The Queen’s Speech: overview
28 May 2015, Blog
Today, Wednesday 27th May, Her Majesty the Queen delivered her 62nd Queen’s Speech during the State Opening of Parliament. In a ceremony filled with the usual pomp and constitutional custom (although one which this year didn’t include a jibe from veteran MP Dennis Skinner) she outlined the new Conservative government’s legislative agenda.
This is the first Conservative Queen’s Speech in nearly two decades and, with a party boasting a majority of just 12, was incredibly ambitious. Bold even. David Cameron has lined up a parliamentary agenda to include 25 government bills, these include ban on tax increases, right-to-buy for housing association tenants, freezing benefits, increased free childcare, a “truly seven day” NHS and the introduction of a controversial ‘snooper’s charter’. A prominent element however, will be the equally controversial and highly-debated set of constitutional proposals, which include more devolution for Scotland, Wales and Northern Ireland, in addition to “English votes for English laws” at Westminster. The pinnacle of this offer is of course the ground being laid for an in/out referendum on Britain’s membership of the EU, which will take place by 2017.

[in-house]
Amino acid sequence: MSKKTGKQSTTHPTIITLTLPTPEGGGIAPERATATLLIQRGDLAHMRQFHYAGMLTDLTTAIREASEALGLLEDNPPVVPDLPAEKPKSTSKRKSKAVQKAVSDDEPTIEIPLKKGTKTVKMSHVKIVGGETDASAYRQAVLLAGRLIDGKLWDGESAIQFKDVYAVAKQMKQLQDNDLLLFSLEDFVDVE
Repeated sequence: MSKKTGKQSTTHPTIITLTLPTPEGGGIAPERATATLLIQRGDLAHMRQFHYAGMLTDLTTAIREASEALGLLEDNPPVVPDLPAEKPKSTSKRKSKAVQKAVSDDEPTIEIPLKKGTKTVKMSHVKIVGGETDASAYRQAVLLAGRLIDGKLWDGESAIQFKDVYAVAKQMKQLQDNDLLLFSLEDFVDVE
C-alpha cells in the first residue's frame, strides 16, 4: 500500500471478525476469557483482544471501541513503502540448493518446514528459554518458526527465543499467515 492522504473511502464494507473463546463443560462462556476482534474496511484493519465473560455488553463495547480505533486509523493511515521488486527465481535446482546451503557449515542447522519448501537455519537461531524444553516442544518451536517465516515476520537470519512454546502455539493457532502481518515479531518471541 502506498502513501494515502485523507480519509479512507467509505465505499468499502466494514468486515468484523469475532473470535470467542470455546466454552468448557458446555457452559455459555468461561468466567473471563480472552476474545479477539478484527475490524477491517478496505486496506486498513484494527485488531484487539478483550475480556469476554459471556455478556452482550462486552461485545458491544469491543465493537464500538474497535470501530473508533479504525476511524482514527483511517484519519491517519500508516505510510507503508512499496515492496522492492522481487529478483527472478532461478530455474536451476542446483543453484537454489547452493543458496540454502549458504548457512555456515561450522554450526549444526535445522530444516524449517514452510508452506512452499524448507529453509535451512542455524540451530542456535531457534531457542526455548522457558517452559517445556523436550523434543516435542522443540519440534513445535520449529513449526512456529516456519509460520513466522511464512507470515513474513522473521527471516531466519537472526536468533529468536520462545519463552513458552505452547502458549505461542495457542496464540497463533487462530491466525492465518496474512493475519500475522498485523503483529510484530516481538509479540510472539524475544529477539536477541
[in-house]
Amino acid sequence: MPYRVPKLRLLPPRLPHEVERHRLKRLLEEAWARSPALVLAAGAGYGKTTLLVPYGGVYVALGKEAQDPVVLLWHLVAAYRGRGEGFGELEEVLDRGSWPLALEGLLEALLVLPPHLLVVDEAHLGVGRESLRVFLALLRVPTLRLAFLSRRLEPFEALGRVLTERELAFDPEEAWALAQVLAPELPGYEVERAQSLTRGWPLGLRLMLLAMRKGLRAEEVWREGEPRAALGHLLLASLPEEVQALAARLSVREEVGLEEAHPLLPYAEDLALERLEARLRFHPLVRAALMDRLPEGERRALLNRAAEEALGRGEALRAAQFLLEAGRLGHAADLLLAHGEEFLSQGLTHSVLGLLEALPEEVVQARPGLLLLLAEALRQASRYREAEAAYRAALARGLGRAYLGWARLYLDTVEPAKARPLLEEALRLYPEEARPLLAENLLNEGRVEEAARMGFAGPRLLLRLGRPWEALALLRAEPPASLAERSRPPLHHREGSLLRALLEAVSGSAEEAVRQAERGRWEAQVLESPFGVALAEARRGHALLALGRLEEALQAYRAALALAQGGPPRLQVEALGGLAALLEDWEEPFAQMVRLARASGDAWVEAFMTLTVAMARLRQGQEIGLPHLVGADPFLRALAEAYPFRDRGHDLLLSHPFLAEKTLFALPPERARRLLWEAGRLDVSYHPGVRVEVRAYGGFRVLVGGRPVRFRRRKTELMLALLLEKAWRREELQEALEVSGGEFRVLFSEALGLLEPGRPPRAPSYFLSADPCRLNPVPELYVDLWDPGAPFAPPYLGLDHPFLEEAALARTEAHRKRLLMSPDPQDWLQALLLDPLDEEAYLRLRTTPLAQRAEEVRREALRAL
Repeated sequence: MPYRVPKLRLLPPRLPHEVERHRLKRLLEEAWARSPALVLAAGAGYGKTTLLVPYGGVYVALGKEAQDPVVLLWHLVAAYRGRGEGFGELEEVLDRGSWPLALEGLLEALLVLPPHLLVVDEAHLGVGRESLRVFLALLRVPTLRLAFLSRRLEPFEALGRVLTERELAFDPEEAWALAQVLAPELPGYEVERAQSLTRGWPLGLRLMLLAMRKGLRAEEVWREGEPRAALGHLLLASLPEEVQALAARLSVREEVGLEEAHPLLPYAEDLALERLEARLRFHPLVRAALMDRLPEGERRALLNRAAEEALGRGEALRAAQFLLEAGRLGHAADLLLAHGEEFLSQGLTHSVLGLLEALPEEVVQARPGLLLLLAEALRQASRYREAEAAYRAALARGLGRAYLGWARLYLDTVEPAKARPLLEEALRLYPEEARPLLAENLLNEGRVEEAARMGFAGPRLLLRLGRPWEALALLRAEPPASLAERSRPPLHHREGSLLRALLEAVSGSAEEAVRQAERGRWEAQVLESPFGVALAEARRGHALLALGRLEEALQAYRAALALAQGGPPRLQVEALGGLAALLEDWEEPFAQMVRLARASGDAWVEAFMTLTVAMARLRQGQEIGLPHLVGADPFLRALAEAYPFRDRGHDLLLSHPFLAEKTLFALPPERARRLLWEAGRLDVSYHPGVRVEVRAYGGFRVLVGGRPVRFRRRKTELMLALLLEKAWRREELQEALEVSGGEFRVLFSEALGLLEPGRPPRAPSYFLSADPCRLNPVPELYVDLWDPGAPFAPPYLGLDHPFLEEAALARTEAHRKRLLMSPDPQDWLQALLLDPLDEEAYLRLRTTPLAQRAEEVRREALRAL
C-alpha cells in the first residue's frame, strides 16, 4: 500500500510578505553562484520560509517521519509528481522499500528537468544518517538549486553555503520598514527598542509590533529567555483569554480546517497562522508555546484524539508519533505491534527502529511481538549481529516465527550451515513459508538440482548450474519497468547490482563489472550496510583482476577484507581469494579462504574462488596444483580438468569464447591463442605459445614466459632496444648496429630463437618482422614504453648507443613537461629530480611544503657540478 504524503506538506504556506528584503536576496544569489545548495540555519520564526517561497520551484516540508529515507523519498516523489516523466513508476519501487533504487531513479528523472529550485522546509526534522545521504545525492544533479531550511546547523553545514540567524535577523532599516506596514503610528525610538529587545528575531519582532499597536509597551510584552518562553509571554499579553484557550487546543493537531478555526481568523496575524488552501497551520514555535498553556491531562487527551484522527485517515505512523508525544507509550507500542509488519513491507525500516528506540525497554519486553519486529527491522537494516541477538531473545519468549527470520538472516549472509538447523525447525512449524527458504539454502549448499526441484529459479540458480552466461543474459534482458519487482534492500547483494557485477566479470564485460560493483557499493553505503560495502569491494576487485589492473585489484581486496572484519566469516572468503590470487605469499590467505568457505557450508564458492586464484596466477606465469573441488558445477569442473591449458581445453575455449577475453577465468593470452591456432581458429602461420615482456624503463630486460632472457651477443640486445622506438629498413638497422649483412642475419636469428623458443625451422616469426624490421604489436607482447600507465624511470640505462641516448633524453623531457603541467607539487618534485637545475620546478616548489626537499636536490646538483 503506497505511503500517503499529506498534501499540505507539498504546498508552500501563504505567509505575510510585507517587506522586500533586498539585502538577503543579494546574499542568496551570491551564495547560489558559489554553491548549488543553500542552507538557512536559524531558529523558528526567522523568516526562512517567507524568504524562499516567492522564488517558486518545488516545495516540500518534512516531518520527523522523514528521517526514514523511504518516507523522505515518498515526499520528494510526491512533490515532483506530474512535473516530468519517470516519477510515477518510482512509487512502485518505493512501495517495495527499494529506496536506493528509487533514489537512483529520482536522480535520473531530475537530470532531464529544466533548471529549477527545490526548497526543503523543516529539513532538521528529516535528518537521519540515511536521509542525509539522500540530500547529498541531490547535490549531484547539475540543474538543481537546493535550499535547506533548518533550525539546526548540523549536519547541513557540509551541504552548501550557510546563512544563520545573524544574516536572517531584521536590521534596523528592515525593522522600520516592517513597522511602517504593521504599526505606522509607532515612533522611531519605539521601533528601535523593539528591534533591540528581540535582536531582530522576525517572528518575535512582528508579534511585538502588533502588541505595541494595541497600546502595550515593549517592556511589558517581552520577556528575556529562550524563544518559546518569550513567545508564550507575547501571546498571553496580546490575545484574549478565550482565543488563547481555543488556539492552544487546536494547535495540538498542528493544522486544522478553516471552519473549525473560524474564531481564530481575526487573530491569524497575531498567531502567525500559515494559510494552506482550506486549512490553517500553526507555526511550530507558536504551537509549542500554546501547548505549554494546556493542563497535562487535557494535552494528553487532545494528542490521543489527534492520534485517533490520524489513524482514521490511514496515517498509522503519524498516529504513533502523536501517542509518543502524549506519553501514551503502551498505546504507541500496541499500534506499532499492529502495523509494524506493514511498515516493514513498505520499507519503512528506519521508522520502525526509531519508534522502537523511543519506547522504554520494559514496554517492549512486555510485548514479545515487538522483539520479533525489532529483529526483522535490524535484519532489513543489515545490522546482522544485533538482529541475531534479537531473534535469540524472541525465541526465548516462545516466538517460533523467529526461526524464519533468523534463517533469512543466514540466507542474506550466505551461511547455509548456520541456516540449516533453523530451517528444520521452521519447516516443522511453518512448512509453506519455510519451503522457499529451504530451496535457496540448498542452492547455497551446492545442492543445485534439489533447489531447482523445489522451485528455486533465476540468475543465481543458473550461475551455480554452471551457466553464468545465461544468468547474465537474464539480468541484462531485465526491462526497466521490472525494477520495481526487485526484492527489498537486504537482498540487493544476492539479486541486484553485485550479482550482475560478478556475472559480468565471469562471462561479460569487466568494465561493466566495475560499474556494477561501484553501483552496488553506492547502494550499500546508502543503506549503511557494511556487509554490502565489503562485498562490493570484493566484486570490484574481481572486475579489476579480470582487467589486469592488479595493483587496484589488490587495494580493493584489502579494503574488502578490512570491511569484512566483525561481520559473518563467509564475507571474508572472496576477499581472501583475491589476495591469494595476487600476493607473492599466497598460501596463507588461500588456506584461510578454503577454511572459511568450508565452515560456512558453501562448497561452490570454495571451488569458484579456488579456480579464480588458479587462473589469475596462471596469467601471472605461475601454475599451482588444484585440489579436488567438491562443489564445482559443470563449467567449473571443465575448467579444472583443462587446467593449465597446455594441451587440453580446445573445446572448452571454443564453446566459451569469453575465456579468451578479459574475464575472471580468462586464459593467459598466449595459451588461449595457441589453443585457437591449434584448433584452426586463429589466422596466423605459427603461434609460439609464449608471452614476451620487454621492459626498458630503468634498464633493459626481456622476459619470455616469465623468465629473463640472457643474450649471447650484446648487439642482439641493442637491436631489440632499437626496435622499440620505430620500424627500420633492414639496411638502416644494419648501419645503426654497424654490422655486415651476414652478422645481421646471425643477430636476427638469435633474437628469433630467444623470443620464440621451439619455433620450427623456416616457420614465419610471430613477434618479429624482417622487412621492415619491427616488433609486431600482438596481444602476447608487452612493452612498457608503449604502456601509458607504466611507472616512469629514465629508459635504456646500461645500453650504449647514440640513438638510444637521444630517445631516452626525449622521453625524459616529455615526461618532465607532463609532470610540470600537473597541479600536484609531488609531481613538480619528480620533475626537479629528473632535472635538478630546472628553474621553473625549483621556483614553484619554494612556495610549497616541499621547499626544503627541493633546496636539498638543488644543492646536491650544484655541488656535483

Mr Cameron also used the speech as an opportunity to adopt a Labour buzzword from the previous parliament, “One Nation”, but we don’t expect him to be bringing in a tombstone anytime soon. He declared that this is “a Queen’s Speech for working people”. Today’s policy agenda is a real teaser about what to expect from this parliament, as Cameron must attempt to appease a broad church with a slim majority. The debate over Europe will continue but his decision to commit to a referendum by 2017 will have done much to relieve eurosceptics within the party. Whilst his decision to exclude the repeal of the Human Rights Act from the Queen’s Speech is likely to have pleased and angered Conservative MPs in equal measures… some Conservatives might be missing their Liberal Democrat friends as they have to do business with many of the rebels from the last parliament.